It is no longer the case that the majority of parents have their children baptized. On the other hand, it may well be that among those children who are presented for baptism there is now a greater incidence of commitment and preparation on the part of their parents. At the same time, however, there is a small but steady increase in the number of adults presenting themselves for initiation. Some of these adults are unbaptized. Others were baptized as children but either received no subsequent Christian nurture or abandoned Christian practice at some earlier stage in their lives. In addition there are adults who are practising Christians, but wish to change their denominational allegiance. These varying groups require different types of preparation, and perhaps also different rites of initiation. The various facets of adult initiation raise a variety of questions, theological, liturgical and pastoral. Is there a consensus today on the theology of baptism, and, for that matter, of confirmation? What view should be taken of a candidate who regards his own baptism in childhood as meaningless or void? Are there circumstances in which a candidate can be re-baptized or have his baptism renewed, or is the only option open to him a renewal of baptismal vows? What justification is there for confirming an adult a few minutes after he has been baptized?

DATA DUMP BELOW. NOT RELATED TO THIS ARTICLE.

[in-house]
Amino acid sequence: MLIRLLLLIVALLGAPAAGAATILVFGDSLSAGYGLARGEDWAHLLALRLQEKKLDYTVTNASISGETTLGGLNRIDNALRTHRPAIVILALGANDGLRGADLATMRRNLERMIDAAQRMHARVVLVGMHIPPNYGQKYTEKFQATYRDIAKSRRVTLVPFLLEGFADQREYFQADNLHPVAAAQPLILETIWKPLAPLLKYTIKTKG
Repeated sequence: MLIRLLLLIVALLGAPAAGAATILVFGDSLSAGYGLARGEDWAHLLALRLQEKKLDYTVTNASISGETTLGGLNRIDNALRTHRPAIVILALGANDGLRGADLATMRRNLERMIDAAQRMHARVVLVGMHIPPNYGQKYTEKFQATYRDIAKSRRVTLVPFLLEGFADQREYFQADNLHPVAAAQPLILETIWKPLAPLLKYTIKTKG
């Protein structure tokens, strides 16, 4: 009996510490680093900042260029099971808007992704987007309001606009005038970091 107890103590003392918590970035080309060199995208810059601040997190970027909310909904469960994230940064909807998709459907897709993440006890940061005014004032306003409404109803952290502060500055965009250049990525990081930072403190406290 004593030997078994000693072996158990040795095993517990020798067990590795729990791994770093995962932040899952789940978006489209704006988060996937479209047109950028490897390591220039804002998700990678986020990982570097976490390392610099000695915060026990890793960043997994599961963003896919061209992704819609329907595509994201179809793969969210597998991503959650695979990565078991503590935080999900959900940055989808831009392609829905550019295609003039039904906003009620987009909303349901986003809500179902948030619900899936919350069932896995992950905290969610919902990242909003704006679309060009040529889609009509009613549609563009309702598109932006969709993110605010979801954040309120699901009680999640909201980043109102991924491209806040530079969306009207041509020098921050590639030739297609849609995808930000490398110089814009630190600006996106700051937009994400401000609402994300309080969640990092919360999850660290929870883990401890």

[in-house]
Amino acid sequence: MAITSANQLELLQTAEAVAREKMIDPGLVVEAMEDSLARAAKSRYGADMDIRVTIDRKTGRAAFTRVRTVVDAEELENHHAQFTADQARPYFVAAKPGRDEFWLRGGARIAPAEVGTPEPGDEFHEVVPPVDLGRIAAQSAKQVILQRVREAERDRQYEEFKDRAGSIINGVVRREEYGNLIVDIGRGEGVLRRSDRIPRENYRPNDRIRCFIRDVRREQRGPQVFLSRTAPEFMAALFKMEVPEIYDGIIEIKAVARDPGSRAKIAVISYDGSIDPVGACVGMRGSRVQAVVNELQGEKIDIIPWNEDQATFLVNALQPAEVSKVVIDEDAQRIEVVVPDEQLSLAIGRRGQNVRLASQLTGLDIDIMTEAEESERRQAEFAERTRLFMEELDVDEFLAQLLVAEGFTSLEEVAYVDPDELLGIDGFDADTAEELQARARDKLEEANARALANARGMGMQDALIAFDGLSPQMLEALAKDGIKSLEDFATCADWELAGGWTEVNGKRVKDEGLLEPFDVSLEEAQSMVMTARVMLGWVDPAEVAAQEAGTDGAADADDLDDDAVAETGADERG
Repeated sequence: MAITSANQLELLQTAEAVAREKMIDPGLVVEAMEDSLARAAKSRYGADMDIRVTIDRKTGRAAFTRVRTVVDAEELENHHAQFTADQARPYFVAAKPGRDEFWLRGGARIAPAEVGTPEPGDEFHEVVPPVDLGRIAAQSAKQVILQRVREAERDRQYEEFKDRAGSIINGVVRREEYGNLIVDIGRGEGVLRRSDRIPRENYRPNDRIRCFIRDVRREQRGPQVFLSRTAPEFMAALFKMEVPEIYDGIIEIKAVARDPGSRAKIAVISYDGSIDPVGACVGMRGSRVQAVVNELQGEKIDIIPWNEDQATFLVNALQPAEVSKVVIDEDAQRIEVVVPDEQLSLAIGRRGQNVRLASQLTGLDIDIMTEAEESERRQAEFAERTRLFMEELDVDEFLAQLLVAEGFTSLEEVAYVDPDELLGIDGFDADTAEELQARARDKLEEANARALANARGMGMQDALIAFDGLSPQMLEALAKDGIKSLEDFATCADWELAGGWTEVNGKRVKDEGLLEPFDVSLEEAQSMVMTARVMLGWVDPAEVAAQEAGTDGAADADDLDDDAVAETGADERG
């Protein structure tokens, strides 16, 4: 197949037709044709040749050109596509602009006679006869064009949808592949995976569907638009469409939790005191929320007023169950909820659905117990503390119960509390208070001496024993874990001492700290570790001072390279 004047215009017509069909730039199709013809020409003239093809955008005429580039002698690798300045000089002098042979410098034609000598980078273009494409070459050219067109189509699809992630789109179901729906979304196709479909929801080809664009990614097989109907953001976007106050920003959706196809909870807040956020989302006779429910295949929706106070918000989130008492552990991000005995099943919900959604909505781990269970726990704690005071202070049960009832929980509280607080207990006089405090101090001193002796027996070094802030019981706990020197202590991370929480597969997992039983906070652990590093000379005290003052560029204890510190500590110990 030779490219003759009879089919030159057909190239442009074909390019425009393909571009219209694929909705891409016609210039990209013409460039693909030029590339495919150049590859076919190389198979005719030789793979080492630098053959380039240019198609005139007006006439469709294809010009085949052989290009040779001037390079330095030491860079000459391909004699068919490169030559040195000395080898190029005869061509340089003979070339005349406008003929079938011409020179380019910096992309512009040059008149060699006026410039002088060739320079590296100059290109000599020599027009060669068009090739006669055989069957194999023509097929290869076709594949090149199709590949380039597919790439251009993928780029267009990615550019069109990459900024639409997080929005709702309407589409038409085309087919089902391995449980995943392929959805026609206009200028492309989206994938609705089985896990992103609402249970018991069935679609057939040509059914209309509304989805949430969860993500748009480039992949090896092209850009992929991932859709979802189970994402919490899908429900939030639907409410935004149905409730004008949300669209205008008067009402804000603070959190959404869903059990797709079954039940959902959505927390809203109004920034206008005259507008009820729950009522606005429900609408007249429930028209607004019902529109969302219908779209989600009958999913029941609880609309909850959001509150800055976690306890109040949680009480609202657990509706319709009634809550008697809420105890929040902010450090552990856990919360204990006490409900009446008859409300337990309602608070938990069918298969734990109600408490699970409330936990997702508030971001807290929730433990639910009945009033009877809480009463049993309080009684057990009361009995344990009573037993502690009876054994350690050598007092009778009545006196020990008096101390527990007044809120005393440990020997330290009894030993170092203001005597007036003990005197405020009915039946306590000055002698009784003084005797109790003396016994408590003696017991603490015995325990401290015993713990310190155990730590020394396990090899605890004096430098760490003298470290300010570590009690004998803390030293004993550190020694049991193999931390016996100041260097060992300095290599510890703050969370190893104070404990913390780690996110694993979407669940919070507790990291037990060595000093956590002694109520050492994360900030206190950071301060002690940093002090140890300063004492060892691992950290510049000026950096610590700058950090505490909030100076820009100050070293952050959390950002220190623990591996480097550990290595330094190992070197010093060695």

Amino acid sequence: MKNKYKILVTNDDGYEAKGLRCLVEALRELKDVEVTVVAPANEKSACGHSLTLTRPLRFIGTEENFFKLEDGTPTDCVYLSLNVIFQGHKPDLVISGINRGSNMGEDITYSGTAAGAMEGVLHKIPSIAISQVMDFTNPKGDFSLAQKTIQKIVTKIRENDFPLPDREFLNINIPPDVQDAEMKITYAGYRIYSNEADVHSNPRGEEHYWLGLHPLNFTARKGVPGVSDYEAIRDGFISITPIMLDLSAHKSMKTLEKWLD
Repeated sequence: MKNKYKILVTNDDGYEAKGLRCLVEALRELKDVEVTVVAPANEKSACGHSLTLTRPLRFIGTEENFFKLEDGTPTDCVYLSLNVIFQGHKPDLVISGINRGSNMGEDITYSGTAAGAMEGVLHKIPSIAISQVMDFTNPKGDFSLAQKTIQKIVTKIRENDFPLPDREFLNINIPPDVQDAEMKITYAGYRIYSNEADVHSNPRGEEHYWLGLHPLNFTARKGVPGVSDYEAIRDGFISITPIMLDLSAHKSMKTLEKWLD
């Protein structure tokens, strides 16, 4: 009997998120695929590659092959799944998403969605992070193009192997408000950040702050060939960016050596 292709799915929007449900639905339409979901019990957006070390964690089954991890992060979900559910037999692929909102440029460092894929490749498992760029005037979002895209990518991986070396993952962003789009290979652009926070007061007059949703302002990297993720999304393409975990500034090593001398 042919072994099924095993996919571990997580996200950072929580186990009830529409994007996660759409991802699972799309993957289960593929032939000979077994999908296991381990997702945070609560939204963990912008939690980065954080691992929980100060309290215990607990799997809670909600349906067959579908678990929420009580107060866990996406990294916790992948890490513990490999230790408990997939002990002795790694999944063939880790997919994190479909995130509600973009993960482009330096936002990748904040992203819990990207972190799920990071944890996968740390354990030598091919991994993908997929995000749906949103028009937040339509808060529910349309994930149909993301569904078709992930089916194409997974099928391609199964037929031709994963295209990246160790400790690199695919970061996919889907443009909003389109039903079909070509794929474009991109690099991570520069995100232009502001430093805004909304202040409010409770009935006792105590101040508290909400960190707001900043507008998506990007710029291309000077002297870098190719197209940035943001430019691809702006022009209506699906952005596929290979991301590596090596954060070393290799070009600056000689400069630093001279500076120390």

Donald A Withey